Following the 1990s post-reunification period and since the beginning of monetary union, Germany’s current account has grown substantially. In the crisis years, Germany’s lost about 15 percentage points of GDP in its external investments, but the position continues to grow nevertheless. What are the drivers behind Germany’s current account surplus? My latest contribution to an CEPR/VOXeu book edited by Dalia Marin.
Germany’s current account surplus is unusually, and persistently, large. It was above €250 billion euros in 2017, the third consecutive year with a current account surplus above 7.8% of GDP (IMF 2017). To put this into context, of the 193 countries listed in the IMF’s World Economic Outlookbetween 1999 and 2017 (totalling some 3,570 available observations of current accounts), there were only 238 episodes of three consecutive surpluses of more than 7.8% of GDP. Among those 238, the vast majority were countries that are either raw material and/or oil producers, with only a handful of countries other than raw material producers.
Following the 1990s post-reunification period, during which Germany ran a slightly negative current account, and since the beginning of monetary union, the current account has grown substantially. One difficulty in analysing Germany’s current account is that German reunification was a substantial shock that lowered the country’s traditional current account surplus as far as into negative territory. The numbers given below start with monetary unification, but also reflect the gradual phasing out of the reunification effects.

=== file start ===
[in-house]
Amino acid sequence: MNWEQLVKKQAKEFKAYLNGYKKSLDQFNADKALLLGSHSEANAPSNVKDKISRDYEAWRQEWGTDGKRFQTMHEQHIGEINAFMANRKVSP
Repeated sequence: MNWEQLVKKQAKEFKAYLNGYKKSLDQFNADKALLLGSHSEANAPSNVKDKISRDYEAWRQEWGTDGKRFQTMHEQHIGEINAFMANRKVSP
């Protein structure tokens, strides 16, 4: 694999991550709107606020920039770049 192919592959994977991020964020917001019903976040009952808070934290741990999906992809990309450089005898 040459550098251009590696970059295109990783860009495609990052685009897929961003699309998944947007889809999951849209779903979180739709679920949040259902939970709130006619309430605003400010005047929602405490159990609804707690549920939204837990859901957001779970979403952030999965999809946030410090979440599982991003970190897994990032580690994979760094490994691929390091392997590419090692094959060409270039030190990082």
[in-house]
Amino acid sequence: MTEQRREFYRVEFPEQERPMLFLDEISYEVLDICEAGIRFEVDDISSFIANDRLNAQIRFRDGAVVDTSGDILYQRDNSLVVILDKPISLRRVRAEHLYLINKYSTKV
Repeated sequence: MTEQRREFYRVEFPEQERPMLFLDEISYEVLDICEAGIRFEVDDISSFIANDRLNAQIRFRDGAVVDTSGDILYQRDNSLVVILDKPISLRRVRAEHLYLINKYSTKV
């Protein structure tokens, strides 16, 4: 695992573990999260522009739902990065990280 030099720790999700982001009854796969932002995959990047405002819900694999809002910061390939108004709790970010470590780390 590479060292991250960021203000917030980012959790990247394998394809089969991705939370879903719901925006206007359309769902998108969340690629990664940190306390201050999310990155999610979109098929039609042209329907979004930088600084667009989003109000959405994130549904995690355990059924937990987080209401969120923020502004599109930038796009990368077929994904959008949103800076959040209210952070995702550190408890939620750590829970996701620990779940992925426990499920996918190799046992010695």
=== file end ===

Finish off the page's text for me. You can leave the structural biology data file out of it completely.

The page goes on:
With persistent large current account surpluses, Germany became a large creditor: its net international investment position is now above 50% of GDP. In the crisis years of 2007-2011, Germany’s lost about 15 percentage points of GDP in its external investments, but the position continues to grow nevertheless.
According to the IMF’s External Balance Assessment analysis for 2016, only around half of the current account surplus can be explained by fundamentals such as productivity and an ageing population. Although these estimations are controversial, it seems evident that there is a further need to explore the drivers behind Germany’s current account surplus.
The corporate sector is behind increase in current account
National accounting allows the current account to be broken down into the difference between the saving and the investment of all domestic sectors of the economy (i.e. the net lending of all domestic sectors). Table 1 breaks down the increase in Germany’s net lending from 1999 to 2016.It increased by more than 9 percentage points of GDP, with by far the largest contribution coming from the non-financial corporate sector, followed by government, and only then by households. Meanwhile, the financial sector itself has turned to a slight borrowing position.
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